You’re Never Too Young to Begin Diabetes Prevention

In 2015, 1 in 11 adults had type 2 diabetes. The following preventative measures may help decrease your chances of developing type 2 diabetes.

According to the International Diabetes Federation, in 2015, 1 in 11 adults had type 2 diabetes. This number is expected to increase to 1 in 10 adults by the year 2040.

Diabetes is the main cause of kidney failure, limb amputation, and new-onset blindness in American adults. Additionally, people with diabetes are more likely to develop and die from cardiovascular disease, and their risk for stroke is 2-4 times higher than people without diabetes.

Though these statistics are alarming, type 2 diabetes isn’t inevitable. The following preventative measures may help decrease your chances of developing type 2 diabetes.

Know The Risk Factors for Diabetes

Several risk factors increase your chance of developing type 2 diabetes, including:

  • Family history of diabetes
  • Unhealthy weight/obesity
  • Unhealthy diet
  • Lack of physical activity
  • High blood pressure

Type 2 diabetes is also more common in certain populations, including:

  • Women with a history of gestational diabetes
  • Children of women who had gestational diabetes
  • African Americans, Hispanic and Latino Americans, Native Americans and Alaska Natives, Asian Americans, and Pacific Islanders
  • Aging adults

Knowing your risk factors can help you determine a course of action that will help you minimize your risk for developing type 2 diabetes.

Lose Weight

The number one cause of type 2 diabetes is obesity, particularly abdominal obesity. Losing even a small amount of weight—10 to 15 pounds for an individual who weighs 200 pounds—can significantly decrease your chances of developing type 2 diabetes. For adults age 60 and older, a healthy weight loss program can decrease the risk of diabetes by 71%.


To maintain a healthy weight, aim for 30 minutes of moderate-intensity exercise per day. Aerobic activities such as swimming, biking, dancing, or walking briskly can reduce your risk of developing diabetes by as much as 40%. The greatest benefits come from an exercise regimen that includes both aerobic activity and resistance training, which can reduce your sensitivity to insulin and help keep your blood sugar within a normal range.

Eat Healthy Foods

Choosing low-fat foods, eating smaller portions, and skipping or sharing dessert can go a long way toward diabetes prevention. Avoid “fad” or crash diets, which are difficult to maintain and can do more harm than good. The National Institute for Diabetes and Digestive and Kidney Diseases has a list of helpful tips to maintain healthy eating habits as well as charts to help you determine how many calories you should consume each day to maintain a healthy weight.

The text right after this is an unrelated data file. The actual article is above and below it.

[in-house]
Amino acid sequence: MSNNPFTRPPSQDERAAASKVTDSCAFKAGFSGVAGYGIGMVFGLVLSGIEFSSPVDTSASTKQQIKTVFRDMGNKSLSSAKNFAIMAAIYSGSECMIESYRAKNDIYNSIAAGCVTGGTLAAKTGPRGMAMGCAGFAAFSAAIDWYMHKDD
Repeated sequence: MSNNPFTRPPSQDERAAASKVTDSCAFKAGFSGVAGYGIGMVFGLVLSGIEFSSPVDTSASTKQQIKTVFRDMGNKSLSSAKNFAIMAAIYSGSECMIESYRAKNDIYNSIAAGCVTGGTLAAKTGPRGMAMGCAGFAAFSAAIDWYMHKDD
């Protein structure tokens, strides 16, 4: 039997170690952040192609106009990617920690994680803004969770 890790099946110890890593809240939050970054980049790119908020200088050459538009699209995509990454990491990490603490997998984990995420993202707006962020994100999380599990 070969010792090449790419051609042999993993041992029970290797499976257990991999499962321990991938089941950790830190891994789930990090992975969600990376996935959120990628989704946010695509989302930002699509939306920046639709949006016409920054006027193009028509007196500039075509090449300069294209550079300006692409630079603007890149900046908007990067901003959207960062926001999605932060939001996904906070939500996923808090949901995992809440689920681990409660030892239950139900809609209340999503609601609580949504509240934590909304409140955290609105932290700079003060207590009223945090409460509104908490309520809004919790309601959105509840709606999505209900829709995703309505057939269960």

See Your Doctor to Discuss Diabetes

You should see your doctor if you have a high risk of developing type 2 diabetes or if you have any of the following symptoms commonly associated the disease:

  • Frequent urination
  • Excessive thirst
  • Weight loss
  • Lack of energy
  • Slow-healing wounds
  • Tingling sensations in the hands or feet
  • Vomiting and stomach pain (often mistaken for the flu)

It is possible, however, to have type 2 diabetes or prediabetes—a condition in which blood glucose levels are higher than normal, but not high enough for a diagnosis of diabetes—with few or no symptoms.

In fact, the International Diabetes Federation estimates that 1 in 2 adults living with diabetes remain undiagnosed. To ensure early detection, visit your doctor for blood glucose screening if:

  • You’re age 45 or older; or if
  • You’re younger than age 45 and overweight or have one or more risk factors for type 2 diabetes, such as a sedentary lifestyle or a family history of diabetes.


Diabetes prevention: Five tips for taking control. (2016). Mayo Clinic. Retrieved from

Diabetes Prevention Program (DPP). (2016). The National Institute for Diabetes and Digestive and Kidney Diseases. Retrieved from

Preventing diabetes. (2016, September 30). Centers for Disease Control and Prevention.

Prevention. (2015). International Diabetes Federation. Retrieved from